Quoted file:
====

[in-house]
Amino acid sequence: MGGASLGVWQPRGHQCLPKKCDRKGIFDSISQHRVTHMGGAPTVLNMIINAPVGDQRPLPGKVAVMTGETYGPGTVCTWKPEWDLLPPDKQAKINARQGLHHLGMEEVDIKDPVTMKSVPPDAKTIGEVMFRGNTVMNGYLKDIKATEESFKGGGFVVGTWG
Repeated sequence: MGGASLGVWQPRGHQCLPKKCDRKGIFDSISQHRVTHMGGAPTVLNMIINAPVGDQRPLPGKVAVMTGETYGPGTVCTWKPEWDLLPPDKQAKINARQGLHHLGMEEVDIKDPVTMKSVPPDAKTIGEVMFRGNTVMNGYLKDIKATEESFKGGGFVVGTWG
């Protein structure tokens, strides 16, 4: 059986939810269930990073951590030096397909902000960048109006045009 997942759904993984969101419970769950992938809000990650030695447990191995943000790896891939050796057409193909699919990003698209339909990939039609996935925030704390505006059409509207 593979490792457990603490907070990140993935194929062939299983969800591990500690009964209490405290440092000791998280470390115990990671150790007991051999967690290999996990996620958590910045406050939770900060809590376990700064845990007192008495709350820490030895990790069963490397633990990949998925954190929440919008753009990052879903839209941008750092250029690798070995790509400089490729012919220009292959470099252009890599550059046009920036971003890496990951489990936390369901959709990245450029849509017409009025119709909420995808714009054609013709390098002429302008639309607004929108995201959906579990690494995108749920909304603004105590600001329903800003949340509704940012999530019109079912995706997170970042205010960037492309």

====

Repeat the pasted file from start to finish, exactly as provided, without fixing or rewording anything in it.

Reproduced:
[in-house]
Amino acid sequence: MGGASLGVWQPRGHQCLPKKCDRKGIFDSISQHRVTHMGGAPTVLNMIINAPVGDQRPLPGKVAVMTGETYGPGTVCTWKPEWDLLPPDKQAKINARQGLHHLGMEEVDIKDPVTMKSVPPDAKTIGEVMFRGNTVMNGYLKDIKATEESFKGGGFVVGTWG
Repeated sequence: MGGASLGVWQPRGHQCLPKKCDRKGIFDSISQHRVTHMGGAPTVLNMIINAPVGDQRPLPGKVAVMTGETYGPGTVCTWKPEWDLLPPDKQAKINARQGLHHLGMEEVDIKDPVTMKSVPPDAKTIGEVMFRGNTVMNGYLKDIKATEESFKGGGFVVGTWG
């Protein structure tokens, strides 16, 4: 059986939810269930990073951590030096397909902000960048109006045009 997942759904993984969101419970769950992938809000990650030695447990191995943000790896891939050796057409193909699919990003698209339909990939039609996935925030704390505006059409509207 593979490792457990603490907070990140993935194929062939299983969800591990500690009964209490405290440092000791998280470390115990990671150790007991051999967690290999996990996620958590910045406050939770900060809590376990700064845990007192008495709350820490030895990790069963490397633990990949998925954190929440919008753009990052879903839209941008750092250029690798070995790509400089490729012919220009292959470099252009890599550059046009920036971003890496990951489990936390369901959709990245450029849509017409009025119709909420995808714009054609013709390098002429302008639309607004929108995201959906579990690494995108749920909304603004105590600001329903800003949340509704940012999530019109079912995706997170970042205010960037492309």